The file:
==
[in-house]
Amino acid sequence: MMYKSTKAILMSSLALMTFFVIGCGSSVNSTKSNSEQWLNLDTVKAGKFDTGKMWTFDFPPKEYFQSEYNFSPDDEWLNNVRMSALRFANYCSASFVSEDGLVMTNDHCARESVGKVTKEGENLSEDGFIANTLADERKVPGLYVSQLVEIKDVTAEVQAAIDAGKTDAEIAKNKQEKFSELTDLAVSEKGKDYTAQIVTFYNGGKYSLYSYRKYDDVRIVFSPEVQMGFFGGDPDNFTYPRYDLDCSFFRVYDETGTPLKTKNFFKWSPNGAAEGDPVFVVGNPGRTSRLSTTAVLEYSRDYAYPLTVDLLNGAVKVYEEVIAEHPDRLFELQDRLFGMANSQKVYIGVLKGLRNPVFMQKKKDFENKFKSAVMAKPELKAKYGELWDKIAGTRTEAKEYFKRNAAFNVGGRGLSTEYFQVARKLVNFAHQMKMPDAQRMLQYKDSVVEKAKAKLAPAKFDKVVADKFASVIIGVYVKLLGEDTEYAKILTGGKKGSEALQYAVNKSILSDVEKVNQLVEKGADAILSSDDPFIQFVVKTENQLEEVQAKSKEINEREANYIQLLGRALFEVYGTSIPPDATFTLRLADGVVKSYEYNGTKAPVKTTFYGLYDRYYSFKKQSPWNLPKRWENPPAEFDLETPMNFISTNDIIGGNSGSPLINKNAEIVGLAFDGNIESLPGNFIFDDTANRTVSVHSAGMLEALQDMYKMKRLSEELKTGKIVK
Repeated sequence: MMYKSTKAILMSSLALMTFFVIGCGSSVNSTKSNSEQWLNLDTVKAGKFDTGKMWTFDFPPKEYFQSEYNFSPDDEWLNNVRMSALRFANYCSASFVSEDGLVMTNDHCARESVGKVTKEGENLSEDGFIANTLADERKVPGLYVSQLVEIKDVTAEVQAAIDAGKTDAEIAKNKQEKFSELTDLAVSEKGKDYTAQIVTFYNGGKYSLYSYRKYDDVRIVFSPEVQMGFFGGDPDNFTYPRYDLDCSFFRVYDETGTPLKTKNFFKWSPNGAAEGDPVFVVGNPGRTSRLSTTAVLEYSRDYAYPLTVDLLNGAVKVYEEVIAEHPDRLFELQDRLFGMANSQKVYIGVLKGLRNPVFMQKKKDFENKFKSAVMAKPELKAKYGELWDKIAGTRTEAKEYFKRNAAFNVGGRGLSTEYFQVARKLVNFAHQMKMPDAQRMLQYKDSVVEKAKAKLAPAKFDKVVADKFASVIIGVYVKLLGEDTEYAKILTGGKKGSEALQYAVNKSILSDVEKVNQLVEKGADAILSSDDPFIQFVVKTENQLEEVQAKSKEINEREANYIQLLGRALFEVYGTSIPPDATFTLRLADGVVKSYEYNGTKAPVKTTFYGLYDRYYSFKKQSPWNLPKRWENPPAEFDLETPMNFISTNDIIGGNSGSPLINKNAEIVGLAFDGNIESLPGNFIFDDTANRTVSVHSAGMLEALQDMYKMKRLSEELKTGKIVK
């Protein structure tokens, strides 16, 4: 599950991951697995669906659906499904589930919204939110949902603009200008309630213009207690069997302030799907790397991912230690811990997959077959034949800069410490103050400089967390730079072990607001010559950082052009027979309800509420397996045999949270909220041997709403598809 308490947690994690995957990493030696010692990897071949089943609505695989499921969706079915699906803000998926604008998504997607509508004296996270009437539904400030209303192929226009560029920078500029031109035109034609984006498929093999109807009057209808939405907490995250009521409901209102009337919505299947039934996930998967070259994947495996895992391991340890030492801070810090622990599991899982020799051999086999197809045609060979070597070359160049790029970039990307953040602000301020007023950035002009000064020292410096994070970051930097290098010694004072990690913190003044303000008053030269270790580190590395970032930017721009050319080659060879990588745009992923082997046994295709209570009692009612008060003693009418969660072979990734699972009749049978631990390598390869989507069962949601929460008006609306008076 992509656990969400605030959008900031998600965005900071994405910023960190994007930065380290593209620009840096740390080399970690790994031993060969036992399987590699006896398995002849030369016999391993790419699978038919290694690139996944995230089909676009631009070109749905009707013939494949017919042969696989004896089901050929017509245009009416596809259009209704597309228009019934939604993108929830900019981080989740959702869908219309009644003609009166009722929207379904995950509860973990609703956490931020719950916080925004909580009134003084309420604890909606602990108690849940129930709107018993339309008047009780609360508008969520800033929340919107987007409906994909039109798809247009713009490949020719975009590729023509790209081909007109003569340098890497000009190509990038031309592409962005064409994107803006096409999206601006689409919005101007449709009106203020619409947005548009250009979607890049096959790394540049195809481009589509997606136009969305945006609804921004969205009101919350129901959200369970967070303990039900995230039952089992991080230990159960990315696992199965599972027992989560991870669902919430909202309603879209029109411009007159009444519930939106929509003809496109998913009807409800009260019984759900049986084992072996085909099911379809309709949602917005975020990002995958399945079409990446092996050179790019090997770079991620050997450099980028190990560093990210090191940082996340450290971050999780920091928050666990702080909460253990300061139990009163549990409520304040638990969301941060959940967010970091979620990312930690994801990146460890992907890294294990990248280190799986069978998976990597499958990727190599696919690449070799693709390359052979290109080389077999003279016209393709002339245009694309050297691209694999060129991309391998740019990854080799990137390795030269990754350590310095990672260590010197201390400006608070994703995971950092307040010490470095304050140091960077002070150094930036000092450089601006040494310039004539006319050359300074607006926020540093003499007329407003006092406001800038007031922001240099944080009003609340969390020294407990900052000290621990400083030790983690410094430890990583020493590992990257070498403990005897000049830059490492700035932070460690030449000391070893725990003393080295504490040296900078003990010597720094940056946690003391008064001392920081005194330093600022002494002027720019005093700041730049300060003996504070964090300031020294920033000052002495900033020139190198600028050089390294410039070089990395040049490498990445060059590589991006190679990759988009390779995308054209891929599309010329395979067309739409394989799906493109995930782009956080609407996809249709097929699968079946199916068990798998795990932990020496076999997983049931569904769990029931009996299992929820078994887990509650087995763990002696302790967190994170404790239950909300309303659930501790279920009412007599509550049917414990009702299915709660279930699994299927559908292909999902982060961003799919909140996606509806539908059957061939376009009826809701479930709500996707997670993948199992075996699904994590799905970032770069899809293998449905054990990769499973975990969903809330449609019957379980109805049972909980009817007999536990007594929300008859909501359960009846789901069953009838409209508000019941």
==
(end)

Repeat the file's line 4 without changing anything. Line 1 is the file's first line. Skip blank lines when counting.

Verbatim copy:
């Protein structure tokens, strides 16, 4: 599950991951697995669906659906499904589930919204939110949902603009200008309630213009207690069997302030799907790397991912230690811990997959077959034949800069410490103050400089967390730079072990607001010559950082052009027979309800509420397996045999949270909220041997709403598809 308490947690994690995957990493030696010692990897071949089943609505695989499921969706079915699906803000998926604008998504997607509508004296996270009437539904400030209303192929226009560029920078500029031109035109034609984006498929093999109807009057209808939405907490995250009521409901209102009337919505299947039934996930998967070259994947495996895992391991340890030492801070810090622990599991899982020799051999086999197809045609060979070597070359160049790029970039990307953040602000301020007023950035002009000064020292410096994070970051930097290098010694004072990690913190003044303000008053030269270790580190590395970032930017721009050319080659060879990588745009992923082997046994295709209570009692009612008060003693009418969660072979990734699972009749049978631990390598390869989507069962949601929460008006609306008076 992509656990969400605030959008900031998600965005900071994405910023960190994007930065380290593209620009840096740390080399970690790994031993060969036992399987590699006896398995002849030369016999391993790419699978038919290694690139996944995230089909676009631009070109749905009707013939494949017919042969696989004896089901050929017509245009009416596809259009209704597309228009019934939604993108929830900019981080989740959702869908219309009644003609009166009722929207379904995950509860973990609703956490931020719950916080925004909580009134003084309420604890909606602990108690849940129930709107018993339309008047009780609360508008969520800033929340919107987007409906994909039109798809247009713009490949020719975009590729023509790209081909007109003569340098890497000009190509990038031309592409962005064409994107803006096409999206601006689409919005101007449709009106203020619409947005548009250009979607890049096959790394540049195809481009589509997606136009969305945006609804921004969205009101919350129901959200369970967070303990039900995230039952089992991080230990159960990315696992199965599972027992989560991870669902919430909202309603879209029109411009007159009444519930939106929509003809496109998913009807409800009260019984759900049986084992072996085909099911379809309709949602917005975020990002995958399945079409990446092996050179790019090997770079991620050997450099980028190990560093990210090191940082996340450290971050999780920091928050666990702080909460253990300061139990009163549990409520304040638990969301941060959940967010970091979620990312930690994801990146460890992907890294294990990248280190799986069978998976990597499958990727190599696919690449070799693709390359052979290109080389077999003279016209393709002339245009694309050297691209694999060129991309391998740019990854080799990137390795030269990754350590310095990672260590010197201390400006608070994703995971950092307040010490470095304050140091960077002070150094930036000092450089601006040494310039004539006319050359300074607006926020540093003499007329407003006092406001800038007031922001240099944080009003609340969390020294407990900052000290621990400083030790983690410094430890990583020493590992990257070498403990005897000049830059490492700035932070460690030449000391070893725990003393080295504490040296900078003990010597720094940056946690003391008064001392920081005194330093600022002494002027720019005093700041730049300060003996504070964090300031020294920033000052002495900033020139190198600028050089390294410039070089990395040049490498990445060059590589991006190679990759988009390779995308054209891929599309010329395979067309739409394989799906493109995930782009956080609407996809249709097929699968079946199916068990798998795990932990020496076999997983049931569904769990029931009996299992929820078994887990509650087995763990002696302790967190994170404790239950909300309303659930501790279920009412007599509550049917414990009702299915709660279930699994299927559908292909999902982060961003799919909140996606509806539908059957061939376009009826809701479930709500996707997670993948199992075996699904994590799905970032770069899809293998449905054990990769499973975990969903809330449609019957379980109805049972909980009817007999536990007594929300008859909501359960009846789901069953009838409209508000019941």